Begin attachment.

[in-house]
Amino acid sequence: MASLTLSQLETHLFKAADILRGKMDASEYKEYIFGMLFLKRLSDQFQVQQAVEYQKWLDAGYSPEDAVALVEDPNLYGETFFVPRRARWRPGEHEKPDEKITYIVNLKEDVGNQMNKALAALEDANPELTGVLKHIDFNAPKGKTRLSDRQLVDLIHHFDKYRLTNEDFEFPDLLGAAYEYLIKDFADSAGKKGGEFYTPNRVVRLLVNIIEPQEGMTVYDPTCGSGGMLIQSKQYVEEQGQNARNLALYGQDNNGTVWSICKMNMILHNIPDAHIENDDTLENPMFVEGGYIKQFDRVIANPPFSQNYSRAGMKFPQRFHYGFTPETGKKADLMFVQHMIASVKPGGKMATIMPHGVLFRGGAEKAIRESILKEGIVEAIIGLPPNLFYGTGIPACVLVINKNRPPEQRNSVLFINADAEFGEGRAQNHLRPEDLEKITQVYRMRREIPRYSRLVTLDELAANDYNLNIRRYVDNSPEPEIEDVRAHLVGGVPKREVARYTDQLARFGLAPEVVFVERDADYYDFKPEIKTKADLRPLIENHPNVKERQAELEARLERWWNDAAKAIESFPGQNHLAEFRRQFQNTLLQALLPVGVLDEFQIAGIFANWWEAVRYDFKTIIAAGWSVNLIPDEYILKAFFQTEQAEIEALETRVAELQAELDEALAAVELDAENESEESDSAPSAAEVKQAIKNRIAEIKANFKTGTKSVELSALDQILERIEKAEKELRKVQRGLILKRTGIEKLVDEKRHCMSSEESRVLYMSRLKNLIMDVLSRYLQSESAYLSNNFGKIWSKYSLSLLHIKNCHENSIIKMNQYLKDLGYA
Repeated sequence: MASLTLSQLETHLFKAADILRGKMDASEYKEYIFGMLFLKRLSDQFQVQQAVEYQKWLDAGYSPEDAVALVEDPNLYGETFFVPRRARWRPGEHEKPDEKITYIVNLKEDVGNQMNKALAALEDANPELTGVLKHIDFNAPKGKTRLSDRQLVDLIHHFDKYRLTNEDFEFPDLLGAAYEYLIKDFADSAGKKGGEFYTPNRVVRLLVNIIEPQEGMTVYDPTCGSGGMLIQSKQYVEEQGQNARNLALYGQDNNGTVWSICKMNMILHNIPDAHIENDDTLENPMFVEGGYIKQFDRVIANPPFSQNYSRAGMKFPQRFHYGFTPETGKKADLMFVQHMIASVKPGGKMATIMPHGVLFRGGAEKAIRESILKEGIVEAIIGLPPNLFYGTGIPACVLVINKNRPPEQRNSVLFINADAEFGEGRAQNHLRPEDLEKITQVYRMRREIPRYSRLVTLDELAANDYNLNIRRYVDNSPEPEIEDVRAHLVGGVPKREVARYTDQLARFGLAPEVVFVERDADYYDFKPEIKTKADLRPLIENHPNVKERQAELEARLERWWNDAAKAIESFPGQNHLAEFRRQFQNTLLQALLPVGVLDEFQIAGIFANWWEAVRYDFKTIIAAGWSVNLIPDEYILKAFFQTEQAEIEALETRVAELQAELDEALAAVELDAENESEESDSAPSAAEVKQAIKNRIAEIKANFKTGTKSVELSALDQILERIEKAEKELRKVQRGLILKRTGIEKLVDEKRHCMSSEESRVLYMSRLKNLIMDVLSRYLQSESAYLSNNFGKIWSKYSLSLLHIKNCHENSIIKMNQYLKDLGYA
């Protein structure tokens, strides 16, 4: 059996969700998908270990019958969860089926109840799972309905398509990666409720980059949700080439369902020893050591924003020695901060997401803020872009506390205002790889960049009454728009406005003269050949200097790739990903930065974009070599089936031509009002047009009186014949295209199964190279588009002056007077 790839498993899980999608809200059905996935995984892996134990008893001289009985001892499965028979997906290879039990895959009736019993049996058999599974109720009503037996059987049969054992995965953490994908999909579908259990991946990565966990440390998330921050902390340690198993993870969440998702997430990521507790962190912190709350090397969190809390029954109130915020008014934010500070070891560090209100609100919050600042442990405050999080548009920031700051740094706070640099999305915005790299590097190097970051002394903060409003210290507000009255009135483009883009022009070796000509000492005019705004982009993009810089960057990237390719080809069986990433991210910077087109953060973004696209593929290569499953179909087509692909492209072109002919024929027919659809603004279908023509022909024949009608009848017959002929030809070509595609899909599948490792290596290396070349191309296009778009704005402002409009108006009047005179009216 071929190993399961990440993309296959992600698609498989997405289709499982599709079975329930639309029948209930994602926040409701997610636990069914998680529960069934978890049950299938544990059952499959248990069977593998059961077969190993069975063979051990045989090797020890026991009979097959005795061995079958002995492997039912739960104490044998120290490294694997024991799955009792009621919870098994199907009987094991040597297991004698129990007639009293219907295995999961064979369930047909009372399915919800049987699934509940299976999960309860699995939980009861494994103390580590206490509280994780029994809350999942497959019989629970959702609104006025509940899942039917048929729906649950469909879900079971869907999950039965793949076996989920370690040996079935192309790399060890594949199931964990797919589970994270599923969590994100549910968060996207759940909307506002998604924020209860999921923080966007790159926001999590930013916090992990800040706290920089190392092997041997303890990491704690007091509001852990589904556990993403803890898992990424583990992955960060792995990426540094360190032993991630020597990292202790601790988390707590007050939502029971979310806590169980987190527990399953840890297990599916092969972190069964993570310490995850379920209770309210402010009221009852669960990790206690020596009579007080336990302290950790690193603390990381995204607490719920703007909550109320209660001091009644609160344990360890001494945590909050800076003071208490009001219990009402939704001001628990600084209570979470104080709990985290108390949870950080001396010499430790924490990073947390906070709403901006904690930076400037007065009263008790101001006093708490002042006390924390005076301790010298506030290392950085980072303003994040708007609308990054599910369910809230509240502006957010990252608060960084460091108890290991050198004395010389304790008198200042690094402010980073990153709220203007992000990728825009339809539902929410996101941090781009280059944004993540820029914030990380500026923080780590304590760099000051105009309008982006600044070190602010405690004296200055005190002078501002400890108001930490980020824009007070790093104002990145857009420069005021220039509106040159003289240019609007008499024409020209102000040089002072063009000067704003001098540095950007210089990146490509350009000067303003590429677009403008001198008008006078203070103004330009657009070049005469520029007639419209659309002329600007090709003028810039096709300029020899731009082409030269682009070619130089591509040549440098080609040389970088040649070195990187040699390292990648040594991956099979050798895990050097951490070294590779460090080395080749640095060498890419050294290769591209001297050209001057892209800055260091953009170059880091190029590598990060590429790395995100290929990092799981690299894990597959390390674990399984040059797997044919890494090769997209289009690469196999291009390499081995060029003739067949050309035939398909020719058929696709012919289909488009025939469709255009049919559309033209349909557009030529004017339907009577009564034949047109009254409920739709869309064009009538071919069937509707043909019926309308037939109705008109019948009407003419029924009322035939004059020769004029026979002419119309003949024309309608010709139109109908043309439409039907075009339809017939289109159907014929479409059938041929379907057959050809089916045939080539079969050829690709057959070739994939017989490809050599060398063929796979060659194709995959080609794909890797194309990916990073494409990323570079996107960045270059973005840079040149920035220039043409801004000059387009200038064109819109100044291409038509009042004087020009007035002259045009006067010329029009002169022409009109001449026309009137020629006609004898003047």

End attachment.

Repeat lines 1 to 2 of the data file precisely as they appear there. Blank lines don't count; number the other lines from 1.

[in-house]
Amino acid sequence: MASLTLSQLETHLFKAADILRGKMDASEYKEYIFGMLFLKRLSDQFQVQQAVEYQKWLDAGYSPEDAVALVEDPNLYGETFFVPRRARWRPGEHEKPDEKITYIVNLKEDVGNQMNKALAALEDANPELTGVLKHIDFNAPKGKTRLSDRQLVDLIHHFDKYRLTNEDFEFPDLLGAAYEYLIKDFADSAGKKGGEFYTPNRVVRLLVNIIEPQEGMTVYDPTCGSGGMLIQSKQYVEEQGQNARNLALYGQDNNGTVWSICKMNMILHNIPDAHIENDDTLENPMFVEGGYIKQFDRVIANPPFSQNYSRAGMKFPQRFHYGFTPETGKKADLMFVQHMIASVKPGGKMATIMPHGVLFRGGAEKAIRESILKEGIVEAIIGLPPNLFYGTGIPACVLVINKNRPPEQRNSVLFINADAEFGEGRAQNHLRPEDLEKITQVYRMRREIPRYSRLVTLDELAANDYNLNIRRYVDNSPEPEIEDVRAHLVGGVPKREVARYTDQLARFGLAPEVVFVERDADYYDFKPEIKTKADLRPLIENHPNVKERQAELEARLERWWNDAAKAIESFPGQNHLAEFRRQFQNTLLQALLPVGVLDEFQIAGIFANWWEAVRYDFKTIIAAGWSVNLIPDEYILKAFFQTEQAEIEALETRVAELQAELDEALAAVELDAENESEESDSAPSAAEVKQAIKNRIAEIKANFKTGTKSVELSALDQILERIEKAEKELRKVQRGLILKRTGIEKLVDEKRHCMSSEESRVLYMSRLKNLIMDVLSRYLQSESAYLSNNFGKIWSKYSLSLLHIKNCHENSIIKMNQYLKDLGYA